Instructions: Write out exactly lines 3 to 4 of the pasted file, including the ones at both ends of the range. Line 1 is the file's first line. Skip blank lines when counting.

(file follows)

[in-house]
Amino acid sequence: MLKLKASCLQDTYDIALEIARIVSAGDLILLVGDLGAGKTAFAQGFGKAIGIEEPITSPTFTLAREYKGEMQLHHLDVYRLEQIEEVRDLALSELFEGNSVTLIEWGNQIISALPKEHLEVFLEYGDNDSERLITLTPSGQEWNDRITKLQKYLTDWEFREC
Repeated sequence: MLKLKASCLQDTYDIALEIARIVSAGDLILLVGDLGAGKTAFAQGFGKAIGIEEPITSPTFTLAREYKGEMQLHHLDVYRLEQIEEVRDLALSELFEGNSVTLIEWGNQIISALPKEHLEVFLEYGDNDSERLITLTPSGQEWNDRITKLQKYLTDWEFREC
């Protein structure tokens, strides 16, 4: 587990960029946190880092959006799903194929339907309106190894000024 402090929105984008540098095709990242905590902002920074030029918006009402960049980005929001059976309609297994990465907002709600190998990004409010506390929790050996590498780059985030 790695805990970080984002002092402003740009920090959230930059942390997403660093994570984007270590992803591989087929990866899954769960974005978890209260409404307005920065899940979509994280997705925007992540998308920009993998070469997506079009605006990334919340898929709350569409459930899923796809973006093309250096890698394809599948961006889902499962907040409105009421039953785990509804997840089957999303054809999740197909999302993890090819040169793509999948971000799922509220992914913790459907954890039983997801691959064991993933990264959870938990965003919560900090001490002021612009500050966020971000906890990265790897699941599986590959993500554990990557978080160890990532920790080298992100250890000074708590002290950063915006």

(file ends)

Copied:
Repeated sequence: MLKLKASCLQDTYDIALEIARIVSAGDLILLVGDLGAGKTAFAQGFGKAIGIEEPITSPTFTLAREYKGEMQLHHLDVYRLEQIEEVRDLALSELFEGNSVTLIEWGNQIISALPKEHLEVFLEYGDNDSERLITLTPSGQEWNDRITKLQKYLTDWEFREC
């Protein structure tokens, strides 16, 4: 587990960029946190880092959006799903194929339907309106190894000024 402090929105984008540098095709990242905590902002920074030029918006009402960049980005929001059976309609297994990465907002709600190998990004409010506390929790050996590498780059985030 790695805990970080984002002092402003740009920090959230930059942390997403660093994570984007270590992803591989087929990866899954769960974005978890209260409404307005920065899940979509994280997705925007992540998308920009993998070469997506079009605006990334919340898929709350569409459930899923796809973006093309250096890698394809599948961006889902499962907040409105009421039953785990509804997840089957999303054809999740197909999302993890090819040169793509999948971000799922509220992914913790459907954890039983997801691959064991993933990264959870938990965003919560900090001490002021612009500050966020971000906890990265790897699941599986590959993500554990990557978080160890990532920790080298992100250890000074708590002290950063915006």